Implementation of the recommendations and the training will assist the APVMA as it strives for best practice in the evaluation of veterinary medicine residues in food.
Continuous improvement of risk management frameworks underpinning decision-making
|Research undertaken into best-practice risk management approaches by science-based regulators||Ongoing|
|Risk assessment practices and procedures reviewed to ensure best practice||Ongoing|
The APVMA contributed to a Food Standards Australia New Zealand workshop on risk management, at which each agency considered regulatory approaches to the management of risk.
The United States Environmental Protection Agency 2012 crop re-entry calculator (for safe re-entry of workers into pesticide-treated crops) was assessed for its validity to Australian pesticide use situations; it was deemed suitable to replace the previous re-entry calculator (the 2000 version).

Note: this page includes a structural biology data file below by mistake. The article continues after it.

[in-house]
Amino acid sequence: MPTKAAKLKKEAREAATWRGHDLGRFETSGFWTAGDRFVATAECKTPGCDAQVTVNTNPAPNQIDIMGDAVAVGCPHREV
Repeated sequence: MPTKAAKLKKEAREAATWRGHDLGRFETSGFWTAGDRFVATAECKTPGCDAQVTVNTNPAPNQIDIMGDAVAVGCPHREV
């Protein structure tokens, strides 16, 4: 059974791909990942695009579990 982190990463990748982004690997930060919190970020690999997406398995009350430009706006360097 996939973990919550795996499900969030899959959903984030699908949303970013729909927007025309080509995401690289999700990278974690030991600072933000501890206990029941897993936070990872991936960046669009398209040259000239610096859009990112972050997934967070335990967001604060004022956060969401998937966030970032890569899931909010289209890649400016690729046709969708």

Also in 2013–14, international experts reviewed the APVMA's application of the JECFA approach for determining MRLs for veterinary medicines (see case study above).
of APVMA risk management research
Environmental exposure modelling
We have continued work on a project to develop catchment-specific environmental exposure methods.
Traditionally, simple models have been used to estimate pesticide levels that might occur in water bodies as a result of run-off or spray drift. In recent years, Australian state government agencies have made catchment-specific environmental datasets (rainfall, stream and river flows, landform slopes, etc.) freely available on the internet. It is now possible to use these data to conduct more complex regulatory environmental risk assessments that better reflect real-world conditions.